Indian writer on Man Booker International Prize judging panel

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London, Mar 19 (UNI) Kolkata-born academic and musician Amit Chaudhuri has become the first Indian to be included in the panel of judges of the prestigious Man Booker International Prize 2009.

Chaired by writer Jane Smiley, the international panel also includes Leningrad-born film script writer and essayist Andrey Kurkov.

''Each of our three judges is expert on a vastly different area of world literature. Knowledgeable as writers as well as readers, they will together bring a high degree of excellence, enthusiasm and experience to the task ahead,'' administrator of the Prize Fiammetta Rocco said.

Chaudhuri, 46, is currently a Professor of Contemporary Literature at the University of East Anglia. He has taught at Cambridge University, Columbia University and Free University, Berlin earlier.

He has won several prizes for his fiction, including the Commonwealth Writers' Prize, the Betty Trask award, the Encore Prize, the Los Angeles Times Book Prize for Fiction, and the Sahitya Akademi award.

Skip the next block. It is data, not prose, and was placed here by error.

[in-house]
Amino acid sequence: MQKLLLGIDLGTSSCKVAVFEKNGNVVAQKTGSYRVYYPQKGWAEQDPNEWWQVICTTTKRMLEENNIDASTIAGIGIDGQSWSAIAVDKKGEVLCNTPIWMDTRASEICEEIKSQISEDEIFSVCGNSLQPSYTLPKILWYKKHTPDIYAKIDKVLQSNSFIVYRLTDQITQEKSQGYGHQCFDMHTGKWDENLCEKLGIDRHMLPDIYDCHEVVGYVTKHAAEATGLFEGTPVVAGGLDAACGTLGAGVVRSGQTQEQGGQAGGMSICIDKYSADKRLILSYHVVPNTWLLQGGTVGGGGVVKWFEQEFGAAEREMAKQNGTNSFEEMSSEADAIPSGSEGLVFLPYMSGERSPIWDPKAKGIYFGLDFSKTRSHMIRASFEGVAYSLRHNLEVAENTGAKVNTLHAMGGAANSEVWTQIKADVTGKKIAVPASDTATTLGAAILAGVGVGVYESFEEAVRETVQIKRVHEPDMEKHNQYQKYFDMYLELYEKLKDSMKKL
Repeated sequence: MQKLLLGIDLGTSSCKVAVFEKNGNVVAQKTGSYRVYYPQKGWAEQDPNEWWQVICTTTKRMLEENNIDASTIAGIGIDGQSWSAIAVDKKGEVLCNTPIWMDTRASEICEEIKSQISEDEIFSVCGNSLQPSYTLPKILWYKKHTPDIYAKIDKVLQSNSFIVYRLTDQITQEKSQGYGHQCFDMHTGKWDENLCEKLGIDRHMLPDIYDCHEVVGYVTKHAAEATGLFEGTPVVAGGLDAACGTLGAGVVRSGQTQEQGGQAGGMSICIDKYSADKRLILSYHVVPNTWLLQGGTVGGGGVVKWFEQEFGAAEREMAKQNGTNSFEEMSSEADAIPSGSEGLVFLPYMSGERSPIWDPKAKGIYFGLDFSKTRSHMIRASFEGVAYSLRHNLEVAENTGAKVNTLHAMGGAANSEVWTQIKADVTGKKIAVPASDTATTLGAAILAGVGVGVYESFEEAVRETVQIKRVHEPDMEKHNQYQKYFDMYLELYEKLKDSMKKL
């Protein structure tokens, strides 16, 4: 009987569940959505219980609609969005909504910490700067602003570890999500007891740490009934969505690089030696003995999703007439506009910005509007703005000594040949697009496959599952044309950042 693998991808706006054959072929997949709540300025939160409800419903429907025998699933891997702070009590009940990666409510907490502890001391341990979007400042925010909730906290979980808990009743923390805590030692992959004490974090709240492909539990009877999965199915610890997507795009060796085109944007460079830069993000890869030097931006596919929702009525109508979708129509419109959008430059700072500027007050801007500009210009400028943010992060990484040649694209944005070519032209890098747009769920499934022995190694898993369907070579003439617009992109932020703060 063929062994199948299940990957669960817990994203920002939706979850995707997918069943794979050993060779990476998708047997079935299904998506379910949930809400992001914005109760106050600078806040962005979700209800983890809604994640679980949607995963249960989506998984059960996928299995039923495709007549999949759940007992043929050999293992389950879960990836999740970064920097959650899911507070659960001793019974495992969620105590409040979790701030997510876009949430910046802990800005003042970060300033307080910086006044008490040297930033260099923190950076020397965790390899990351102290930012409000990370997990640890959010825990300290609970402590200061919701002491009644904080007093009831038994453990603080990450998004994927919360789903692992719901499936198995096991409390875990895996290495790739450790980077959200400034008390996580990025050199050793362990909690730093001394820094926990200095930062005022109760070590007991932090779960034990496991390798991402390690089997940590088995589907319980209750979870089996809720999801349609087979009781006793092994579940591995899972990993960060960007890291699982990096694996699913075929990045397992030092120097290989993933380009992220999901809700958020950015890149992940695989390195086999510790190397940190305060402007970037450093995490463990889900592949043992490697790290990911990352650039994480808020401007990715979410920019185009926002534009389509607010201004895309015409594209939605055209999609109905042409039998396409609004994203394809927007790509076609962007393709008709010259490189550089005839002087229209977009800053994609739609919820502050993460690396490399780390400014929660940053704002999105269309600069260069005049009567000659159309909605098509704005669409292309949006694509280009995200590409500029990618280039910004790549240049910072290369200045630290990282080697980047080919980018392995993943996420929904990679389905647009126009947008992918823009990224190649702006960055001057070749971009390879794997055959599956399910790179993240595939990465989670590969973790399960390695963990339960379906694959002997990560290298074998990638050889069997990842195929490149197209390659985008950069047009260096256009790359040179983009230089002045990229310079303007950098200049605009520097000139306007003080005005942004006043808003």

The Man Booker International Prize, in contrast with the annual Man Booker Prize for Fiction, recognises one writer for their achievement in fiction. The award is given once every two years to a living author who has published fiction either originally in English or whose work is generally available in translation in the English language. The selection of the winner at the discretion of the judging panel. There are no submissions from publishers.

The judges' list of contenders, approximately fifteen writers, under serious consideration for the Man Booker International Prize 2009 will be announced in early spring 2009 and the winner will be announced in early summer same year.

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